Catching the Gravitational Lens Express by Les Johnson - Baen Books

Catching the Gravitational Lens Express:
The Scientific Backstory to Mission to Methone
Les Johnson

The stars are our home. The Earth, our wonderful and special habitat, orbits the star named Sol at about 18 miles per second, yet most people don’t even give this amazing fact a second thought. The next logical step for human civilization is to spread to our moon, the asteroids and the other planets in the solar system. Finally, we are beginning to see that happen. Granted, those of us who recall Neil Armstrong walking on the Moon thought this would occur forty years ago, but we have made progress and it now appears that a sustainable space infrastructure is coming into place that may allow the progression to happen—at least to Mars.

Today, multiple new companies, such as SpaceX and Blue Origin, are challenging the status quo and driving down the cost of access to space in the process. Elon Musk of SpaceX makes no secret of his desire to send people to Mars in his lifetime. Jeff Bezos of Blue Origin has as one of his goals the development of space to help solve problems on Earth. More established rocket companies, such as Boeing, Lockheed Martin, and Orbital Sciences Corporation, are being reinvigorated as well. All are building rockets or spacecraft to carry people to, and through, space more affordably than ever before.

NASA will soon launch the long-awaited Space Launch System, a monster rocket capable of sending people back to the Moon and on to Mars. NASA is also beginning to develop the nuclear rockets that will be needed to make travel to and from Mars more affordable and faster. The Europeans, Japanese, Russians and Chinese are all making plans to send crews to the surface of the Moon. The global social and economic dynamic been has never before been so space-focused. The space renaissance of which we’ve dreamed might be taking shape.

Going beyond Mars will be much more difficult due to the vast distances involved and our lack of a space propulsion system capable of allowing us to travel hundreds of millions of miles in a reasonable amount of time. Rockets, even nuclear rockets, won’t allow us to get people to Jupiter and beyond in less than a decade—far too long. Physics tells us that there are ways we can shorten the travel time, but the technologies are nowhere near maturity, and likely won’t be for another fifty to one hundred years. Nuclear fusion, beamed energy, and antimatter propulsion may be possible, but they will take some time to develop.

Meanwhile, we have discovered thousands of planets circling other stars. Most of these exoplanets appear completely unsuitable for sustaining life as we know it, but many are in locations where life might just be able to exist. Their discovery has led to the obvious question, “How can we get there?” Unfortunately, the solar system beyond Mars is out of reach—let alone interstellar travel. At least for now.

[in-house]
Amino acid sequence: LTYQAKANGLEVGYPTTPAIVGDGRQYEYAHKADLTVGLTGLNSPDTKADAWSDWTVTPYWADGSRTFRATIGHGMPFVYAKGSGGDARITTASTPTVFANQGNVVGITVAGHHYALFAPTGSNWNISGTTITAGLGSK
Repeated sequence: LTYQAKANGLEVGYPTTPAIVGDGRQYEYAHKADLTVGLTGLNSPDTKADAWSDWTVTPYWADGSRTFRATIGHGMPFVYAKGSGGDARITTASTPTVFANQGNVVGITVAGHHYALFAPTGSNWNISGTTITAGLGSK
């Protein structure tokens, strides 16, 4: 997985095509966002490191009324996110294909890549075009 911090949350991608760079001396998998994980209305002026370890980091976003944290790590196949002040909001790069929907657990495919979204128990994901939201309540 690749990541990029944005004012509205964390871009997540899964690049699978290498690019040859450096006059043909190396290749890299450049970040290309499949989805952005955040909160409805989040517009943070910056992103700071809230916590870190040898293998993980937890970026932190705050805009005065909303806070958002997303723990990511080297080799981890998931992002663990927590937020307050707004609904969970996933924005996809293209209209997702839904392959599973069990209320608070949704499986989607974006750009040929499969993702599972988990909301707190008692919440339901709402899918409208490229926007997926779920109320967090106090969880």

These advancements and discoveries are prompting the broader society to consider the Big Questions so often asked by scientists and science fiction fans as they look out into space and wonder:

  • Is it possible to travel to other star systems? And, if so, then how? (Real physics answers please!)
  • Are we alone in the universe?
  • If we aren’t alone and interstellar travel is possible, then why haven’t we been visited, and why don’t we see signs of life out there?

These are some of the questions I attempt to answer in my new Baen novel, Mission to Methone. Mission to Methone (M2M—hey, I work for NASA in my day job. Creating initialisms and acronyms is part of the job description!) is my personal vision of hope for a future where we have space development of the inner solar system, we have space solar power stations supplementing the electrical grid on Earth, we have asteroid mining, we have lunar bases and we have robust Mars exploration. (I want it all!) In M2M, an artifact from an alien civilization is found in our solar system, forcing humanity to grapple with some potentially unsettling answers to the Big Questions.

Can We Cheat Relativity and Travel at or Faster Than the Speed of Light?

One of the great issues facing physics today is the reconciliation of general relativity with quantum mechanics. Relativity says that nothing can travel at or beyond the speed of light because doing so would require infinite energy. (And who has that much energy lying around?) But wait, the other theory, quantum mechanics, says that some natural occurring events that involve particles moving from Point A to Point B happen instantaneously in a process called tunneling. If tunneling is truly instantaneous, then wouldn’t that be an example of faster than light travel? Perhaps. This question was first seriously addressed by Prince Louis de Broglie.